Obesity remains a serious health problem and it is no secret that many people want to lose weight. Behavioral economists typically argue that “nudges” help individuals with various decisionmaking flaws to live longer, healthier, and better lives. In an article in the new issue of Regulation, Michael L. Marlow discusses how nudging by government differs from nudging by markets, and explains why market nudging is the more promising avenue for helping citizens to lose weight.
In Bootleggers & Baptists: How Economic Forces and Moral Persuasion Interact to Shape Regulatory Politics, economists Bruce Yandle and Adam Smith explain how money and morality are often combined in politics to produce arbitrary regulations benefiting cronies, while constraining productive economic activities by the general public.
Featuring Justin Logan, Cato Institute; and Ted Galen Carpenter, Cato Institute.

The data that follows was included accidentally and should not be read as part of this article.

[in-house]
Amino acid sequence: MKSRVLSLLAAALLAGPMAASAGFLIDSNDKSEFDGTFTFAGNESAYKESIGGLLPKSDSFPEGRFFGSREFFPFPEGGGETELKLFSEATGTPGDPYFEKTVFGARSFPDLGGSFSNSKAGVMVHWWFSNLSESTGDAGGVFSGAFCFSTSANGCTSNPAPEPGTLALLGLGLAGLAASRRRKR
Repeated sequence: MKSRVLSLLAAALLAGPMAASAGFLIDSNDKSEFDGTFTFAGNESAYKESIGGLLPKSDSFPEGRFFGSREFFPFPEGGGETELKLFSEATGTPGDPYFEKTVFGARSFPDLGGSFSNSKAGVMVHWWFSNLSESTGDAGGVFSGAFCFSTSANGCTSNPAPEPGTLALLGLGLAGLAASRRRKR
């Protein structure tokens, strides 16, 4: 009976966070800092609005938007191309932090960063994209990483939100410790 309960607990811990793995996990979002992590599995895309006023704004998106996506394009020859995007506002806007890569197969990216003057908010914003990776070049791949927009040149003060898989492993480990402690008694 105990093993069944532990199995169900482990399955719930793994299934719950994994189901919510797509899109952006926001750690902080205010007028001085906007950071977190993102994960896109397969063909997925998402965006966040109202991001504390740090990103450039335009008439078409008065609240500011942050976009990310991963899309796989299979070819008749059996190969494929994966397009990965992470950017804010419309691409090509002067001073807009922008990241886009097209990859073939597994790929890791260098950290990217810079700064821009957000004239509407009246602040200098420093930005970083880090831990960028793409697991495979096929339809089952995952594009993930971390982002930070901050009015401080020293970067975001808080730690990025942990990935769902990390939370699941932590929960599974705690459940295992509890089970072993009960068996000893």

Taiwan spends far too little on its own defense, in large part because the Taiwanese believe the United States is their ultimate protector. Meanwhile, Taiwan’s political leaders are creating the worst possible combination: the provocative cross-strait policy of President Chen Shui-bian and the opposition-dominated legislature’s irresponsible policy on defense spending. A bold cross-strait policy coupled with inadequate defense spending virtually invites a Chinese challenge, and America would be caught in the middle. Please join us for an analysis of the dangers inherent in the U.S.-China-Taiwan relationship, and a proposal for a new way forward.